Survival in Pediatric Dilated Cardiomyopathy
What is the transplant-free survival rate for children with dilated cardiomyopathy (DCM) over a 20-year time period?
The study made use of the Pediatric Cardiomyopathy Registry to identify children <18 years old with DCM. Subjects were divided by year of diagnosis into an early cohort (1990-1999) and a late cohort (2000-2009). Competing risks and multivariable modeling were used to estimate the cumulative incidence of death, transplant, and echocardiographic normalization by cohort, and to identify the factors associated with death.
A total of 1,953 children with DCM were identified, of which 1,199 were in the early cohort and 754 were in the late cohort. The most common etiology of DCM in both cohorts was idiopathic, occurring in 64% of children in the early cohort and 63% of children in the late cohort. Baseline characteristics including median age (1.6 vs. 1.7 years), left ventricular (LV) end-diastolic z-scores (+4.4 vs. +4.2), and LV fractional shortening (16% vs. 17%) were similar between the early and late cohorts. The rates of echocardiographic normalization (30% and 27%) and heart transplantation (24% and 24%) were similar as well. However, the death rate was higher in the early cohort than in the late cohort (18% vs. 9%; p = 0.04). Being part of the early cohort was an independent predictor of death (hazard ratio, 1.4; 95% confidence interval, 1.04-1.9; p = 0.03).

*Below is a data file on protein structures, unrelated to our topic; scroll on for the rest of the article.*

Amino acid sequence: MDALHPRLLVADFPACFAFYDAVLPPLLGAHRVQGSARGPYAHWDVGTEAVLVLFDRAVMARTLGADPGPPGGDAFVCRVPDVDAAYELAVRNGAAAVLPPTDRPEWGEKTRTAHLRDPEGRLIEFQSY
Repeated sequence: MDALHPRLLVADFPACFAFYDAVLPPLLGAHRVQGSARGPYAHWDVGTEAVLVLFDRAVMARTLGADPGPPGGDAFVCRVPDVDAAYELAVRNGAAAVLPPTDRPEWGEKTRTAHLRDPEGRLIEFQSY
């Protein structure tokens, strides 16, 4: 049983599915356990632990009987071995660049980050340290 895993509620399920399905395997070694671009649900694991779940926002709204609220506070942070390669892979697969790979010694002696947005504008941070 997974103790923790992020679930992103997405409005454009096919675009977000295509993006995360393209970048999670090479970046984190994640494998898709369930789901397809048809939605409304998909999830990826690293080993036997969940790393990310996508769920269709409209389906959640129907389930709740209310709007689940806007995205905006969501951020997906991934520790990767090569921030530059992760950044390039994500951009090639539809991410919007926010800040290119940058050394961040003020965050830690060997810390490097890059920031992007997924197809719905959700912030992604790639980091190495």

The authors concluded that children with DCM have improved survival in the more recent era, which appears to be associated with factors other than heart transplantation.
This study assessed the survival of pediatric patients after a diagnosis of DCM, specifically focusing on changes in outcomes over time. Although the percentage of patients undergoing cardiac transplantation remained steady over time, survival was improved in the later cohort (patients diagnosed from 2000-2009). The most likely reasons for this improvement would be improved medical therapy or increased use of mechanical support devices. Over the study period, there was likely increased application of therapies validated in the adult population such as angiotensin-converting enzyme inhibitors and beta-blockers. Additionally, there has been a significant increase in the use of mechanical circulatory support in recent years. Further research including documentation of medical therapy and use of mechanical circulatory support will be necessary to understand the changes in survival over time seen in this study.
Clinical Topics: Cardiac Surgery, Heart Failure and Cardiomyopathies, Invasive Cardiovascular Angiography and Intervention, Noninvasive Imaging, Cardiac Surgery and Heart Failure, Acute Heart Failure, Heart Transplant, Interventions and Imaging, Echocardiography/Ultrasound
Keywords: Cardiomyopathies, Cardiomyopathy, Dilated, Echocardiography, Heart Failure, Heart Transplantation, Medication Therapy Management, Pediatrics, Survival Rate
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